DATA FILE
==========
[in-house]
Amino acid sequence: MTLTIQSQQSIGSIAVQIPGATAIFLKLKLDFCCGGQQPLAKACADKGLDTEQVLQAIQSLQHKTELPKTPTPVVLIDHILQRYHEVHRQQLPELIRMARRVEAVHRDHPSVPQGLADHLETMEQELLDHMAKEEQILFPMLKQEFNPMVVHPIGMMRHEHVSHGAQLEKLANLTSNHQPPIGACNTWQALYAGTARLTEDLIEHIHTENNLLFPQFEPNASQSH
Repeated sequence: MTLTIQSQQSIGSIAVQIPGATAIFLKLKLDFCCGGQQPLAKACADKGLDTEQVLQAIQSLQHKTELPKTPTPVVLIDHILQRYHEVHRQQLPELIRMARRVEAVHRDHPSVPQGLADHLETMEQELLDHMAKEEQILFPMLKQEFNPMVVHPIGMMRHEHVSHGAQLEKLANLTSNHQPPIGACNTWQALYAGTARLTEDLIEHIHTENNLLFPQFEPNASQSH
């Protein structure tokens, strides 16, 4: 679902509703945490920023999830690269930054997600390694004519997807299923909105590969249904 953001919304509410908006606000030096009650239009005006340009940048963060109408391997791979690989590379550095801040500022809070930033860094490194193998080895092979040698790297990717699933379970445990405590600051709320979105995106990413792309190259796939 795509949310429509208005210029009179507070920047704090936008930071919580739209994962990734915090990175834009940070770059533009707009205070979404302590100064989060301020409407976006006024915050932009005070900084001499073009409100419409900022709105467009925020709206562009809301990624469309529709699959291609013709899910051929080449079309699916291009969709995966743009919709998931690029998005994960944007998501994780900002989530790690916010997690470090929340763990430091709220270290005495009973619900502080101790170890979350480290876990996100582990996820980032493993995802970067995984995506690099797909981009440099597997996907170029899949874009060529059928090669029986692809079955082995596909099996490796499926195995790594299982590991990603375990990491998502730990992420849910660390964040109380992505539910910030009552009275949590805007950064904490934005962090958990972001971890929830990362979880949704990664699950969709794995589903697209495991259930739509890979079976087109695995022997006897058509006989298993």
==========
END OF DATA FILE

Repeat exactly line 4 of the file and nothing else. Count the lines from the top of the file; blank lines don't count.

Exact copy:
């Protein structure tokens, strides 16, 4: 679902509703945490920023999830690269930054997600390694004519997807299923909105590969249904 953001919304509410908006606000030096009650239009005006340009940048963060109408391997791979690989590379550095801040500022809070930033860094490194193998080895092979040698790297990717699933379970445990405590600051709320979105995106990413792309190259796939 795509949310429509208005210029009179507070920047704090936008930071919580739209994962990734915090990175834009940070770059533009707009205070979404302590100064989060301020409407976006006024915050932009005070900084001499073009409100419409900022709105467009925020709206562009809301990624469309529709699959291609013709899910051929080449079309699916291009969709995966743009919709998931690029998005994960944007998501994780900002989530790690916010997690470090929340763990430091709220270290005495009973619900502080101790170890979350480290876990996100582990996820980032493993995802970067995984995506690099797909981009440099597997996907170029899949874009060529059928090669029986692809079955082995596909099996490796499926195995790594299982590991990603375990990491998502730990992420849910660390964040109380992505539910910030009552009275949590805007950064904490934005962090958990972001971890929830990362979880949704990664699950969709794995589903697209495991259930739509890979079976087109695995022997006897058509006989298993």